Friday, January 29, 2010

LADIES FIRST: "Chick Habit" - France Gall > April March

LADIES FIRST brings you another classic song that 'she did first'.

Who didn't love the song "Chick Habit" from Tarantino's film DEATH PROOF? But where did the habit develop?


The original was recorded by French teen chanteuse France Gall as "Laisse Tomber les Filles" ('Forget the Girls') in 1964. The lyrics by Serge Gainsbourg had an unusually harsh and jaded worldview that caused controversy coming from a teen Pop girl's mouth.

The song's rhythm is a Rockabilly groove in the spirit of classics like "Peter Gunn" and "Brand New Cadillac".

FRANCE GALL -"Laisse Tomber les Filles" (1964)

Here is an English language response by Zoe Kouroukli and her Greek mates.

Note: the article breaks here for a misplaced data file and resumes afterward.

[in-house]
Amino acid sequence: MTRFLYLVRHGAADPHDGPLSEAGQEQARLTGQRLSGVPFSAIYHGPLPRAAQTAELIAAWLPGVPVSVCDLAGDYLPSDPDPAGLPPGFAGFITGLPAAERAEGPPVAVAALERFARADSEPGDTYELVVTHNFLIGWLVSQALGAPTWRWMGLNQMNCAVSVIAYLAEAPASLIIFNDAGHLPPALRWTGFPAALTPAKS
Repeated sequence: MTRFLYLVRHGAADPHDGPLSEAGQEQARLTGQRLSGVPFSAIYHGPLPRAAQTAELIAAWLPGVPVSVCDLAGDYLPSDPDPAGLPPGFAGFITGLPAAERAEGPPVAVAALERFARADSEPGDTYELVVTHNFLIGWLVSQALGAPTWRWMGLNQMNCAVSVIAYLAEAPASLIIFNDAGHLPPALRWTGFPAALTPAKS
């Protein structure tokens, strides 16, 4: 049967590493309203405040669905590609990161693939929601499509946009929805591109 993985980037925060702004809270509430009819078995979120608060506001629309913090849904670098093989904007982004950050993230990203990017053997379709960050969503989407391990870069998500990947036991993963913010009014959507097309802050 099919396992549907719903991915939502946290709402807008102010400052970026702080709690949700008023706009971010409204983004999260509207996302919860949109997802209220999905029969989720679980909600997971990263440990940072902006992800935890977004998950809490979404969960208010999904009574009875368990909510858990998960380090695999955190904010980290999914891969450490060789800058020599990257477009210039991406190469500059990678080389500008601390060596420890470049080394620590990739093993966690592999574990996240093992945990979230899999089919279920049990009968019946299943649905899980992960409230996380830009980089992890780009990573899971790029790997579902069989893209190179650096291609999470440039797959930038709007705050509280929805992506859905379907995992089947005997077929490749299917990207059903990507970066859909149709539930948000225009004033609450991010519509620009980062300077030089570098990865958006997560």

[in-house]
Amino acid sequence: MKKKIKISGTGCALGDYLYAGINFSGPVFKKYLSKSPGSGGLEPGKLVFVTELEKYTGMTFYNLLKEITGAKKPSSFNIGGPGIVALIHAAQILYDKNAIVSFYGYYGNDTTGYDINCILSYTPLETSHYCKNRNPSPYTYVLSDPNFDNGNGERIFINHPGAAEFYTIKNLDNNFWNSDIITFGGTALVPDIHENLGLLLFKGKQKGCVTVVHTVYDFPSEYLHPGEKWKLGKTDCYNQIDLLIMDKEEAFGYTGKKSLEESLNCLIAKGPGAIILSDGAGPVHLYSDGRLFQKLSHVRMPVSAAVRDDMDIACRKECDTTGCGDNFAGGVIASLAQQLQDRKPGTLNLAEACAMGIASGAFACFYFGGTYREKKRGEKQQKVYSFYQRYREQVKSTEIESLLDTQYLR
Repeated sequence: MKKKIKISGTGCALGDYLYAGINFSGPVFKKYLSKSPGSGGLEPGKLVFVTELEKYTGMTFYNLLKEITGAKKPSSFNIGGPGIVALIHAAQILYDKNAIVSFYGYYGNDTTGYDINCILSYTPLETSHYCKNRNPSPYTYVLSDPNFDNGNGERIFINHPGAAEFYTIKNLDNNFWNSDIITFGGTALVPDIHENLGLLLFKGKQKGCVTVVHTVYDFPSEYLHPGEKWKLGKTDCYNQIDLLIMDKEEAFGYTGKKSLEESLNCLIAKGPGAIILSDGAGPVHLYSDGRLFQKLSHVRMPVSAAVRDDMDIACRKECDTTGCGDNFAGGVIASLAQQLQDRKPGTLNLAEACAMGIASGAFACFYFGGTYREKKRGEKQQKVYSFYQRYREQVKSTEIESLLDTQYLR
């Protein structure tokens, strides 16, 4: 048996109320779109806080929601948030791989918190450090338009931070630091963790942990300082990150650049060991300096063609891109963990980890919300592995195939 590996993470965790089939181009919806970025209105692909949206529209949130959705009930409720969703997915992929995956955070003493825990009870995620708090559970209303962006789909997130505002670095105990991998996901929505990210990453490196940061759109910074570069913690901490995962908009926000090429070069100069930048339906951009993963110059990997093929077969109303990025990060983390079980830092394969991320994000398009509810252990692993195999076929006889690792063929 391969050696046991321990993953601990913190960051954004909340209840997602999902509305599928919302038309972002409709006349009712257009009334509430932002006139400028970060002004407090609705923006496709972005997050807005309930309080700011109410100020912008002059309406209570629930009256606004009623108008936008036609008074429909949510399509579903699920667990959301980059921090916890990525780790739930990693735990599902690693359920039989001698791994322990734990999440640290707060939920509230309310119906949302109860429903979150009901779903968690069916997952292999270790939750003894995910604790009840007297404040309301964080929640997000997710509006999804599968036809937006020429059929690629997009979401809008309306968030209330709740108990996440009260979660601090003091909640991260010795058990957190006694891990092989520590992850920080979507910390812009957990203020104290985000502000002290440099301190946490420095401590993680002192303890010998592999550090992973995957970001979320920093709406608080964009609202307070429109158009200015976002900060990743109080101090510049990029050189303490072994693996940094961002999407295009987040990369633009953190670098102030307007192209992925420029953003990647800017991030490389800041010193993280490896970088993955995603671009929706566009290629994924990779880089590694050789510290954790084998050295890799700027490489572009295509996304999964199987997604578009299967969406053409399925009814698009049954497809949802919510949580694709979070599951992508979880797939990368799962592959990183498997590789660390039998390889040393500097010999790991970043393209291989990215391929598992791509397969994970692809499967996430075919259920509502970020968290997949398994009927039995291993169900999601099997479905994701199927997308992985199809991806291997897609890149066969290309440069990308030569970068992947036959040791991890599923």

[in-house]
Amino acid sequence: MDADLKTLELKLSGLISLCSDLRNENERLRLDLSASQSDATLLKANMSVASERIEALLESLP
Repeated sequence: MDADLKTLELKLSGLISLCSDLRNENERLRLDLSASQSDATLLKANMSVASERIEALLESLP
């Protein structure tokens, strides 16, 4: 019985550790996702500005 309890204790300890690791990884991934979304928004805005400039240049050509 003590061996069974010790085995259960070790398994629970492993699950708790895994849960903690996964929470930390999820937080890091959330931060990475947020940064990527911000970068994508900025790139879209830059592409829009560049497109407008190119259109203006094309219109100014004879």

ZOE AND THE STORMIES -"Let's Shake Baby" (1964)

In the '90s, April March did both a French and an English cover of the song. It retains the Rockabilly rhythm sound while amping it up a bit. She named the English version "Chick Habit", and Tarantino used both versions in the credits of his film DEATH PROOF (2007), his half of the combo film also known as GRINDHOUSE).

APRIL MARCH -"Laisse Tomber les Filles" (1995)

APRIL MARCH -"Chick Habit" (1995)

Focusing on the song's Rockabilly rhythms, here's Switzerland's boppin' combo.


Fabienne Delsol brought it full circle by covering the original.

Once the front for the Beat revival band The Bristols, Fabienne went on to make fine Garage and Psychedelic solo albums.

FABIENNE DELSOL -"Laisse Tomber les Filles" (2004)

Soon after her but still before the film, neo-YeYe artist Mareva Galenter also covered it, along with songs by seminal French Garage Girl Jacqueline Taïeb ("7:00 AM", "On roule à 160").

MAREVA GALENTER -"Laisse Tomber les Filles" (2006)

"Hang it up, daddy,
a girl's not a tonic or a pill!

You're gonna need a heap of glue
when they all catch up with you
and they cut you up in two!"

© Tym Stevens

See Also:
-The Real History of Rock and Soul!: A Music Player Checklist

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